“Art & Education,” a publishing platform from e-flux and Artforum, profiles ACT Assistant Professor Nida Sinnokrot in the November 2021 issue.

Excerpt below:

1. Why did you decide to go into teaching?
I decided to go into teaching when I realized that I was an artist; teaching and cultural production are inseparable for me. This may be because I’ve always been curious about how things work; I was that child who would always take things apart. Both my art and my teaching are precious opportunities to indulge in taking things apart and exploring various ways of putting them back together. The more voices that are engaged in that process of reassembly, the more interesting and wondrous the outcomes. In that sense, teaching is listening and learning. I’ve been lucky to find myself in a position where I can indulge my curiosity and engage in critical processes rather than product-oriented outcomes. My role models have always been my teachers—the thinkers and artists who helped me find my voice when I was a struggling young Palestinian immigrant in the US. They helped me to see the large historical and political forces that shaped much of my early life and to channel those forces in my artwork. I strive to honor them by passing on that tradition in my teaching.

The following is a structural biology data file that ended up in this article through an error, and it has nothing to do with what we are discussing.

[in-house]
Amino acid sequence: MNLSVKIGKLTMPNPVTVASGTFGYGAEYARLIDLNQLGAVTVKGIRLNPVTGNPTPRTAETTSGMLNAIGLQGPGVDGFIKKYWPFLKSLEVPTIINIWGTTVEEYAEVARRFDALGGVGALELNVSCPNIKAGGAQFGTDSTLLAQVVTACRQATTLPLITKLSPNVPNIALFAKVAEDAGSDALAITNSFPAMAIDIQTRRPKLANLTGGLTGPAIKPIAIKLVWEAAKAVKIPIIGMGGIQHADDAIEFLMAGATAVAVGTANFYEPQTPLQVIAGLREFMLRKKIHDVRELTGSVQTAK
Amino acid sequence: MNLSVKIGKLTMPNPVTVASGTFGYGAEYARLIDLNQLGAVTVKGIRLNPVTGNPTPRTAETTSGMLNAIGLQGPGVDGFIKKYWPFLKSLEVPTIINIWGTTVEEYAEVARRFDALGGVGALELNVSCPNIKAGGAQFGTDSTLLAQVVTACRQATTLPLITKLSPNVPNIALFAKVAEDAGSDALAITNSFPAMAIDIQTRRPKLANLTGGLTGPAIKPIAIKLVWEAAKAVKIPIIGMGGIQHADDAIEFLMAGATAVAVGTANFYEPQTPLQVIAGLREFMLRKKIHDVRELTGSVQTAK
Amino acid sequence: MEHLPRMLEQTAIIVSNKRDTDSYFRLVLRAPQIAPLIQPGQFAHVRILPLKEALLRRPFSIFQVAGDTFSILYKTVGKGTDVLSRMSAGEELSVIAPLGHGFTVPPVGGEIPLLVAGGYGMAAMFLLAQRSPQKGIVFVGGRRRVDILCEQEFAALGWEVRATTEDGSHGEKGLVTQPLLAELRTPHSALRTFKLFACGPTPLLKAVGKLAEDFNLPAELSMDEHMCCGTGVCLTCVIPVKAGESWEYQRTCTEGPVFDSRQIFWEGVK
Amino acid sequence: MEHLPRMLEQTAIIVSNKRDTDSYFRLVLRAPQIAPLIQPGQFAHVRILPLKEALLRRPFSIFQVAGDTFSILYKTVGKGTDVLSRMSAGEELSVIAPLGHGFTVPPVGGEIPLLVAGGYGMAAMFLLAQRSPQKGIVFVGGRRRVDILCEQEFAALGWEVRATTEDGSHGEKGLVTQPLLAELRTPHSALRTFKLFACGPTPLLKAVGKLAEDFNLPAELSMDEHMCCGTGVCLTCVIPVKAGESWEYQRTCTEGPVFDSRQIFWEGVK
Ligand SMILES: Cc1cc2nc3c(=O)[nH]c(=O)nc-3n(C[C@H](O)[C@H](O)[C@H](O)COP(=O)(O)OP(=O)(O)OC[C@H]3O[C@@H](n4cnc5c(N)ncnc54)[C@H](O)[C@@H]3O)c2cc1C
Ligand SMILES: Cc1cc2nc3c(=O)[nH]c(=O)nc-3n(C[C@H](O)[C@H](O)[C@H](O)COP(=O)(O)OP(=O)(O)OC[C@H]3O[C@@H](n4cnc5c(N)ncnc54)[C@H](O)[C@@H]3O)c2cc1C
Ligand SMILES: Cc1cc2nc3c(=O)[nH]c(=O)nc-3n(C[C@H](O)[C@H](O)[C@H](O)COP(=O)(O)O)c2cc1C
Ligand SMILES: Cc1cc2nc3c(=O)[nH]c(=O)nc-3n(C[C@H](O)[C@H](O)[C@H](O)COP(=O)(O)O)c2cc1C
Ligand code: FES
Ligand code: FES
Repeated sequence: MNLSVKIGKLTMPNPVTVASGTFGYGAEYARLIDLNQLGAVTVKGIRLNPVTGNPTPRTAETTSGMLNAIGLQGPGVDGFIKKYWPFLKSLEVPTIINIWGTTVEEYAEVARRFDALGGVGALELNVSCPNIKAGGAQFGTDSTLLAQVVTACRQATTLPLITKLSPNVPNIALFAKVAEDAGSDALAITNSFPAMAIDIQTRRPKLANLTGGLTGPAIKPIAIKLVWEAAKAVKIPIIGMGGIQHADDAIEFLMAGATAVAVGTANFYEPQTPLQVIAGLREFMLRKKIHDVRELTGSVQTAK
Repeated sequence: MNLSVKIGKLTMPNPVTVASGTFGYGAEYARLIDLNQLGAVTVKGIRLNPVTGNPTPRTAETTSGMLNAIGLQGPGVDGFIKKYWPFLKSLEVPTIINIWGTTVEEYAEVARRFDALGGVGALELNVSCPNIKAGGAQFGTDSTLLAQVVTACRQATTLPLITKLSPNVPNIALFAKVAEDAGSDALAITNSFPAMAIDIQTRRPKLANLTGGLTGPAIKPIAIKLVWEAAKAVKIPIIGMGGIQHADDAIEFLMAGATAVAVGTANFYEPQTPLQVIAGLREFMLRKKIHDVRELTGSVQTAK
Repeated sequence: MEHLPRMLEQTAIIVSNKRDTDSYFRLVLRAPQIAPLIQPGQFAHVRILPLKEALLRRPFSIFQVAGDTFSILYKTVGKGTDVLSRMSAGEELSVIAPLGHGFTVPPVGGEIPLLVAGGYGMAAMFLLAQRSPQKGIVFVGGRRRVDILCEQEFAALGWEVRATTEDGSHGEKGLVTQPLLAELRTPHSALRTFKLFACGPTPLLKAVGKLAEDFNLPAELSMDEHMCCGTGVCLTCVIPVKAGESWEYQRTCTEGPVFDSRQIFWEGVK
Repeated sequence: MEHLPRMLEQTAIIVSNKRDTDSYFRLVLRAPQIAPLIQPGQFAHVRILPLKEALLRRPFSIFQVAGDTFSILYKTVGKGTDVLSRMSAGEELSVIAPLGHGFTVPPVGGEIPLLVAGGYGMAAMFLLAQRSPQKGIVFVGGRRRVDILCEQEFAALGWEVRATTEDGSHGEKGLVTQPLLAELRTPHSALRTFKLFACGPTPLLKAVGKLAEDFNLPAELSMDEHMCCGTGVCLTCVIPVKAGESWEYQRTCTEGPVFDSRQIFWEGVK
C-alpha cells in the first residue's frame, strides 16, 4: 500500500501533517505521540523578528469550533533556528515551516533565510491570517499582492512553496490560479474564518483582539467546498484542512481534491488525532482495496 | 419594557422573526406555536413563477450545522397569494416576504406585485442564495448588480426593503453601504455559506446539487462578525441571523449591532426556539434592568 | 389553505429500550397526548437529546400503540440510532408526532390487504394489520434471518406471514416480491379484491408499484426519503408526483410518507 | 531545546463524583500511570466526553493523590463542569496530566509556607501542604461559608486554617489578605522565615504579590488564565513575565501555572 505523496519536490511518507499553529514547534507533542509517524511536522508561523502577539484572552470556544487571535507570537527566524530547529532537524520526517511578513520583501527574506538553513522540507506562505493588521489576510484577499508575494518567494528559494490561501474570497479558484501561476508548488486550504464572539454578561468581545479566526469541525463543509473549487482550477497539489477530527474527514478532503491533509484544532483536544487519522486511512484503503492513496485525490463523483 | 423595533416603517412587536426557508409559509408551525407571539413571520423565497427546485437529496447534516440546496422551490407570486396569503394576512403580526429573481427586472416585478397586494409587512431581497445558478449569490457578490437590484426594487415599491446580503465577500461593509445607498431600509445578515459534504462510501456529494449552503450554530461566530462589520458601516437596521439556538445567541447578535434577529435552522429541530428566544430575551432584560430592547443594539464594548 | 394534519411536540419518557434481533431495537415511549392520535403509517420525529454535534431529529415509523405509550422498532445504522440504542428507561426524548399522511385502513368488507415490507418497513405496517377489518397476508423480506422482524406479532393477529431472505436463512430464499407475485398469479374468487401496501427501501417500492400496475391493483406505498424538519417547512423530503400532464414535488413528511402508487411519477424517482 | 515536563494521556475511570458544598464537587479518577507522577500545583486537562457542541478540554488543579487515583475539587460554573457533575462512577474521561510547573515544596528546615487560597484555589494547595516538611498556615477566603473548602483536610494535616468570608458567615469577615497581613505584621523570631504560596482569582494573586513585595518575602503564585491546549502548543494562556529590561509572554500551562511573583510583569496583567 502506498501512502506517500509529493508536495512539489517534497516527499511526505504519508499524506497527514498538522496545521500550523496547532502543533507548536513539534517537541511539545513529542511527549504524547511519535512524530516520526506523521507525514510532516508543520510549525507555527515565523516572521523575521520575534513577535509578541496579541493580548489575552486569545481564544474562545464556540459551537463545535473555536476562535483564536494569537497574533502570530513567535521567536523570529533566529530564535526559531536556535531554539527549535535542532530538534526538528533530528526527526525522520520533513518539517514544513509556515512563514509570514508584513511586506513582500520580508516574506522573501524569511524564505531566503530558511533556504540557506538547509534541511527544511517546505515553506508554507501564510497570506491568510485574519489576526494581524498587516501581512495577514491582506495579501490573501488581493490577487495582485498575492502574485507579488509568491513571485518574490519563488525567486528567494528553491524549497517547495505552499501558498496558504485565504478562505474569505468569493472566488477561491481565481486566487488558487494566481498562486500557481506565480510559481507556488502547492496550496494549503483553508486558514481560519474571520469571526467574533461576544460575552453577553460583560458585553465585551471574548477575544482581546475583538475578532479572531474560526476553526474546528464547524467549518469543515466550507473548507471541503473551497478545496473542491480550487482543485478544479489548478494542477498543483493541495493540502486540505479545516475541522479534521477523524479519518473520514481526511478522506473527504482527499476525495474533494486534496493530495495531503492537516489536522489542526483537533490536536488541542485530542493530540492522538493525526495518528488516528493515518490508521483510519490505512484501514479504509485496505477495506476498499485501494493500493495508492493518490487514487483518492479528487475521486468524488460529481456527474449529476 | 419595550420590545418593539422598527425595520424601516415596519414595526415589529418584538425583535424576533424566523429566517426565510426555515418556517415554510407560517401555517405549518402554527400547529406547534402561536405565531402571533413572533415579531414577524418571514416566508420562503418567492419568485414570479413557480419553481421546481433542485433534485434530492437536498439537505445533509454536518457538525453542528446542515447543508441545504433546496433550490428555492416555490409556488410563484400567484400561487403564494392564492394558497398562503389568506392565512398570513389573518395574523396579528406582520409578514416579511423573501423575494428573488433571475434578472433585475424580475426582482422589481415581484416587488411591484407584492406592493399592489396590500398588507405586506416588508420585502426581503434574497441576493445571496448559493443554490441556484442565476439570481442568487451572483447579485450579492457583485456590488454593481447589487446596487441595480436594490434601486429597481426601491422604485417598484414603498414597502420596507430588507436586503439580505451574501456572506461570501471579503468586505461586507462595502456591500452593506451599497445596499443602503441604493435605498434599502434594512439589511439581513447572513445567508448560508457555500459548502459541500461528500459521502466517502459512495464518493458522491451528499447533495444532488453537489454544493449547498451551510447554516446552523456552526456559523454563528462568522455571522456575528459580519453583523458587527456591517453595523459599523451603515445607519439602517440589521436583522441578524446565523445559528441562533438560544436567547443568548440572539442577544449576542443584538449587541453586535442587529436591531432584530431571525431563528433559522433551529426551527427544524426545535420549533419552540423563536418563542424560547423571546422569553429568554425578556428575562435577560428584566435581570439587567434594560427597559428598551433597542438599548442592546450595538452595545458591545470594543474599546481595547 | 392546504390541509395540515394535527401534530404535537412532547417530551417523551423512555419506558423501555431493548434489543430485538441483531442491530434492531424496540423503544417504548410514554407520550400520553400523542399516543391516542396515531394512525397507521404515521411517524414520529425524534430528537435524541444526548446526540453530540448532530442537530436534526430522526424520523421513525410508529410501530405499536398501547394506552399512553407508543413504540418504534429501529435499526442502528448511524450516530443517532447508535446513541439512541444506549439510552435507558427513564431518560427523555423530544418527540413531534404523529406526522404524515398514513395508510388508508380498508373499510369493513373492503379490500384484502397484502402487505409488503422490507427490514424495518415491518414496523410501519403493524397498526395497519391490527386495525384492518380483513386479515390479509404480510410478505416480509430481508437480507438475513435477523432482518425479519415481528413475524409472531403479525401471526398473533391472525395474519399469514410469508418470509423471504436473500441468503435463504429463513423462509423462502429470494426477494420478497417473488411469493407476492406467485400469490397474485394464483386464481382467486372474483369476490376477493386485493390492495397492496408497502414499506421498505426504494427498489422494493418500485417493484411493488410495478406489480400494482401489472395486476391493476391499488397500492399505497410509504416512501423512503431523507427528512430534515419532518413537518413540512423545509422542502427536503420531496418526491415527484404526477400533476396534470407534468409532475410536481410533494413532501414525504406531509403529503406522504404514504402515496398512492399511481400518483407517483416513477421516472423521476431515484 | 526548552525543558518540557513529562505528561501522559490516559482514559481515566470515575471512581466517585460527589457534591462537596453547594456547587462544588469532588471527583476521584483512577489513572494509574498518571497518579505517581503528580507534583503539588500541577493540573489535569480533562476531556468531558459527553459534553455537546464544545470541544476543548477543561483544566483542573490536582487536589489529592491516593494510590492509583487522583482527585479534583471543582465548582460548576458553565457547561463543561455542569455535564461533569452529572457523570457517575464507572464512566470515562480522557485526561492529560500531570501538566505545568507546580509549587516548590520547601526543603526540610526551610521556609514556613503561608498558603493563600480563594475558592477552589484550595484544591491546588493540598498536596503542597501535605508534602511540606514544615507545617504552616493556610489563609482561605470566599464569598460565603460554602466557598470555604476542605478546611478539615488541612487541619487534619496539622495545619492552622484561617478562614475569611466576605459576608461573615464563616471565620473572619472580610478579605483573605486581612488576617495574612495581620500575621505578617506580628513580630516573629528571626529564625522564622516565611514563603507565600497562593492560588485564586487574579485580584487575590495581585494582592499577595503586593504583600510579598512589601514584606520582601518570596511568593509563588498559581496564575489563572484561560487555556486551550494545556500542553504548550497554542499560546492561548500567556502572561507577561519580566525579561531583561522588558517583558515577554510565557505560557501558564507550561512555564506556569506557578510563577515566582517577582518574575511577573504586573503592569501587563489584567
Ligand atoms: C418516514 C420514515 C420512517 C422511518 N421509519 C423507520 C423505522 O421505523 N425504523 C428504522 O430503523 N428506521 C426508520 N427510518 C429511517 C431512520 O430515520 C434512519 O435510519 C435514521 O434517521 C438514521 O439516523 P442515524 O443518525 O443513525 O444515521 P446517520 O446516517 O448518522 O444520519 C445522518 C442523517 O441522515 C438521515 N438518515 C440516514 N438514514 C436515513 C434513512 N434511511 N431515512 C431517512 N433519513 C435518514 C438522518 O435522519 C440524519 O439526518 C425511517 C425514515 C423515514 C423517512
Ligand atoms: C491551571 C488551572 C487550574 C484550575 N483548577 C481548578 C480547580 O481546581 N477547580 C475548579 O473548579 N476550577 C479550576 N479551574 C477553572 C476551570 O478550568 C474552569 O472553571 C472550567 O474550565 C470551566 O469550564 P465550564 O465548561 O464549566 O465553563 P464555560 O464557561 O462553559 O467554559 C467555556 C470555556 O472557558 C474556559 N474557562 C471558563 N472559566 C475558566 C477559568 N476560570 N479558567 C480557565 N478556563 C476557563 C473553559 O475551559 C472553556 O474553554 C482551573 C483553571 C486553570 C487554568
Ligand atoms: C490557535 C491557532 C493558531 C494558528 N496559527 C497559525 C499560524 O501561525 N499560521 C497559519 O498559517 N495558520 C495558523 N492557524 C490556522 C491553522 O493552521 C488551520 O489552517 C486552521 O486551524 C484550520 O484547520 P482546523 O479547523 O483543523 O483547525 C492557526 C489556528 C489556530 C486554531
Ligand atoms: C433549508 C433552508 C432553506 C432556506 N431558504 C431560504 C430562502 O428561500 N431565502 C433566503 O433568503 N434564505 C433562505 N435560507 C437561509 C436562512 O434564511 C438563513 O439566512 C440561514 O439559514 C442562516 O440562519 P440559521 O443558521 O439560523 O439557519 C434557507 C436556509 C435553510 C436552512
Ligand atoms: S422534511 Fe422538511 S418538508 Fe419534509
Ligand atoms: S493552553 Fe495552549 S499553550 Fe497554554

2. What drew you to your school and what is your teaching philosophy?
The Program in Art, Culture, and Technology (ACT) is an incarnation of MIT’s Center for Advanced Visual Studies (CAVS), founded half a century ago by Bauhaus artist and educator György Kepes, who believed that art was the key to building ecological consciousness. Today, ACT continues to engage with the ever-shifting infrastructural changes in art education and practice in relation to ecology, preservation, narratology, mythology, and other modes of sensing and sharing. Our aim is to challenge and reinvent existing forms of knowledge, work, exchange, and production at the intersection of art, culture, and technology.

But the most compelling draw for me is the courage of my colleagues, staff, and students in their dedication to making the world a better place. Our combined dedication to pedagogical strategies that reveal how power, knowledge, and discourse are inextricably woven together is what makes this place so exciting and cutting edge.

Read the full interview here.